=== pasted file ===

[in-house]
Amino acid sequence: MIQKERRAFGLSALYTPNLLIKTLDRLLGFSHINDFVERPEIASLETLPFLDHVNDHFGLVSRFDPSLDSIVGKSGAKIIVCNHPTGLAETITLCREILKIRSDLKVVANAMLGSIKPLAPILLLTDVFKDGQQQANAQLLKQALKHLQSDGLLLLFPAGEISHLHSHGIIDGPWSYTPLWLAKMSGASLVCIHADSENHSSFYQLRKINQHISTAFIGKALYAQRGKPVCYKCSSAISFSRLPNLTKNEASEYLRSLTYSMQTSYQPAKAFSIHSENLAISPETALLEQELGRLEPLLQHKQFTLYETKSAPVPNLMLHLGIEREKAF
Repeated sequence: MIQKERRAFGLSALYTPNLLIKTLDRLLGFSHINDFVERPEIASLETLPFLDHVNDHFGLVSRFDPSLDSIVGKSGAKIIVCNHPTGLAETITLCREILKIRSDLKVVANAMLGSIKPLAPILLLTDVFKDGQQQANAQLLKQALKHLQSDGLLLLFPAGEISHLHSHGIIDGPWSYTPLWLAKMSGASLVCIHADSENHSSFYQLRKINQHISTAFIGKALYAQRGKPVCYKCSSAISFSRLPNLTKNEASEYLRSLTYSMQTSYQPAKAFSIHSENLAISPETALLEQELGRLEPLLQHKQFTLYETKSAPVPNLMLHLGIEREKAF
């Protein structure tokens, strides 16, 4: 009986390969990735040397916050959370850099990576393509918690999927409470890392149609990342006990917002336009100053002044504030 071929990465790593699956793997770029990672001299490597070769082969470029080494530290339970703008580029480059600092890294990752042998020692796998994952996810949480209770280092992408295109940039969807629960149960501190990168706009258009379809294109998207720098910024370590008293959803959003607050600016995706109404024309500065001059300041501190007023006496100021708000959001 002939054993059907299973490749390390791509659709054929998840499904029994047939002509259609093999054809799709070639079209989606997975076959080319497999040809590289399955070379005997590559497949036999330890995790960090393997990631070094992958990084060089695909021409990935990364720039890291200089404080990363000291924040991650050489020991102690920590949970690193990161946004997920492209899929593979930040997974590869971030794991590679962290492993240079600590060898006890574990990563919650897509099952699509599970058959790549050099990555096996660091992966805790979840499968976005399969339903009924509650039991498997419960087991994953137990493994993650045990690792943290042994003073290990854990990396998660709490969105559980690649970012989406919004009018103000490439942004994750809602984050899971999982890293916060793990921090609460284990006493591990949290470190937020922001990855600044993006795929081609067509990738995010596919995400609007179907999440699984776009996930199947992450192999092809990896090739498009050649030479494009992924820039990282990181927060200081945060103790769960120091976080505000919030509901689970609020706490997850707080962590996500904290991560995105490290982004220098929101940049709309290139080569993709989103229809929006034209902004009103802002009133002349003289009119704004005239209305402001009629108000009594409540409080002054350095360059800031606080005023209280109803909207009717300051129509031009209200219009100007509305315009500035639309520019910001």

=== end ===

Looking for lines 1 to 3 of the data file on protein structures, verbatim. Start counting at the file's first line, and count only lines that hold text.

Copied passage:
[in-house]
Amino acid sequence: MIQKERRAFGLSALYTPNLLIKTLDRLLGFSHINDFVERPEIASLETLPFLDHVNDHFGLVSRFDPSLDSIVGKSGAKIIVCNHPTGLAETITLCREILKIRSDLKVVANAMLGSIKPLAPILLLTDVFKDGQQQANAQLLKQALKHLQSDGLLLLFPAGEISHLHSHGIIDGPWSYTPLWLAKMSGASLVCIHADSENHSSFYQLRKINQHISTAFIGKALYAQRGKPVCYKCSSAISFSRLPNLTKNEASEYLRSLTYSMQTSYQPAKAFSIHSENLAISPETALLEQELGRLEPLLQHKQFTLYETKSAPVPNLMLHLGIEREKAF
Repeated sequence: MIQKERRAFGLSALYTPNLLIKTLDRLLGFSHINDFVERPEIASLETLPFLDHVNDHFGLVSRFDPSLDSIVGKSGAKIIVCNHPTGLAETITLCREILKIRSDLKVVANAMLGSIKPLAPILLLTDVFKDGQQQANAQLLKQALKHLQSDGLLLLFPAGEISHLHSHGIIDGPWSYTPLWLAKMSGASLVCIHADSENHSSFYQLRKINQHISTAFIGKALYAQRGKPVCYKCSSAISFSRLPNLTKNEASEYLRSLTYSMQTSYQPAKAFSIHSENLAISPETALLEQELGRLEPLLQHKQFTLYETKSAPVPNLMLHLGIEREKAF